Galvatron attempts to take command of the Autobots, after fighting them explains his mission to stop an undead infestation. Wheeljack sets up an energy shield around the city to keep the infestation contained, but it will only last for 24 hours. Kup recognizes a Decepticon named Bayonet in Galvatron's command as not being right, she is revealed to be the extradimensional vampire Britt. Drift is a major character in the ongoing series The Transformers: More Than Meets the Eye, in which he is the "nominal third in command" of the spaceship The Lost Light, until he is cast off the ship after Overlord's escape. Rodimus refers to Drift as his best friend, he bought Rodimus his spaceship for a billion shanix at the Festival of the Lost Light. Drift and Pipes join Ratchet in investigating the medical facility at Delphi, where Drift contracts an unknown and fatal illness. Ratchet is able to cure him after the two of them secure the illness's vaccine. In the More Than Meets the Eye A
Brawn is the name of several fictional characters from the various Transformers series in the Transformers robot superhero franchise. All are tough Autobot superheroes. Brawn is one of the strongest Autobots in the Transformers television and comic book series, both based on the popular toy line produced by Takara and Hasbro, his vehicle mode is a Land Rover Series III 4x4. The original toy that became Brawn was first released by Takara in 1983 as part of the Micro Change subset of the Japanese Microman line, he was released in the US by Hasbro in 1984 as one of the first assortment of American Transformers toys. Brawn's character biography describes him as one of the original eighteen Autobots - strong despite his small size, he is further described as brave with physical strength that matches Optimus Prime, able to lift weights of up to 190,000 lbs. and strong enough to level a small building with a single punch. His physical resilience is high enough to resist artillery fire, but he has an innate weakness to attacks based on electromagnetic waves.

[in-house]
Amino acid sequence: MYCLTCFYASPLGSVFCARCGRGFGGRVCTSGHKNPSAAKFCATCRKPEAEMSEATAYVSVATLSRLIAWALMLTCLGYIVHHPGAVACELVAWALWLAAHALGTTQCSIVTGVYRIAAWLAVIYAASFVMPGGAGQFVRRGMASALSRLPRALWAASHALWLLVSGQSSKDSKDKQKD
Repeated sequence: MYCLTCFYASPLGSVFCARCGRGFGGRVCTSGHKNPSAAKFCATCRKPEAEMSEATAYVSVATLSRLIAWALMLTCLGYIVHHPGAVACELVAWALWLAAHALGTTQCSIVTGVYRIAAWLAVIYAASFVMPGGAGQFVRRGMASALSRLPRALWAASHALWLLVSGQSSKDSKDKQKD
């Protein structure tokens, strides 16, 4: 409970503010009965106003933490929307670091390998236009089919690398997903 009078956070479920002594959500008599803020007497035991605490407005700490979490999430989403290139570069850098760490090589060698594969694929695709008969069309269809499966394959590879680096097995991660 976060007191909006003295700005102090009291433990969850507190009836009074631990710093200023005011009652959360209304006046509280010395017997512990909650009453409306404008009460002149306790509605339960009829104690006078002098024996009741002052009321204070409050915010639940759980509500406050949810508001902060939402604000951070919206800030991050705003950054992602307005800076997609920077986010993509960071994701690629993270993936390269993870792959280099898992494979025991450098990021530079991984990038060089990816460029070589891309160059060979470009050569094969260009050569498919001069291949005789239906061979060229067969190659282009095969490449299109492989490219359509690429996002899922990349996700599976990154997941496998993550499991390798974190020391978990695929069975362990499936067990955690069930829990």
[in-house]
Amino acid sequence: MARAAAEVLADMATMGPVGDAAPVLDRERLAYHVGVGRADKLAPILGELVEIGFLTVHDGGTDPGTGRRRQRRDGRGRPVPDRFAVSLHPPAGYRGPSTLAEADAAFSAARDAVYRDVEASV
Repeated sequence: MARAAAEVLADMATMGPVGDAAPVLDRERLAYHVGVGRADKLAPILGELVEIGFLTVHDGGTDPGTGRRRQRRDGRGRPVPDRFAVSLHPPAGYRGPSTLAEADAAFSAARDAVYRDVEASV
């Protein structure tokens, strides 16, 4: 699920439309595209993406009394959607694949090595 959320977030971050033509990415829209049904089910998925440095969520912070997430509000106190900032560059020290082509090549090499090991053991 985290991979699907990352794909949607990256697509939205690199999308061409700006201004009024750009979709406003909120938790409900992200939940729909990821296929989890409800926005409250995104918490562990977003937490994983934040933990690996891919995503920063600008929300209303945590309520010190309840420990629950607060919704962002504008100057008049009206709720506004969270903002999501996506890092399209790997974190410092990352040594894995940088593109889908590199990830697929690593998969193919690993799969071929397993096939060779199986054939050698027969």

Brawn loves rugged and hostile environments and is always up to test his mettle against a new challenge. Brawn's biography in Marvel Comics' 1986 Transformers Universe mini-series further expands on his character, explaining that Brawn is teamed with Bumblebee on missions because of their complementary skills, and while his never-say-die attitude improved the Autobots' morale, he is somewhat less than accepting of those not as "tough" as he is, a fact made known by how badly he treats Perceptor in the Season 2 episode Microbots. Though Brawn's toy was not packaged with a weapon, his character biography doesn't mention him carrying one, the Generation 1 animated series saw him equipped with a laser pistol. Brawn was one of the Autobots on the Ark, he featured prominently in the series and was involved in many of the Autobot and Decepticon conflicts spanning the first two seasons of The Transformers television series. Brawn had numerous roles during the second seasons. Despite his small size, he is one of the strongest autobots.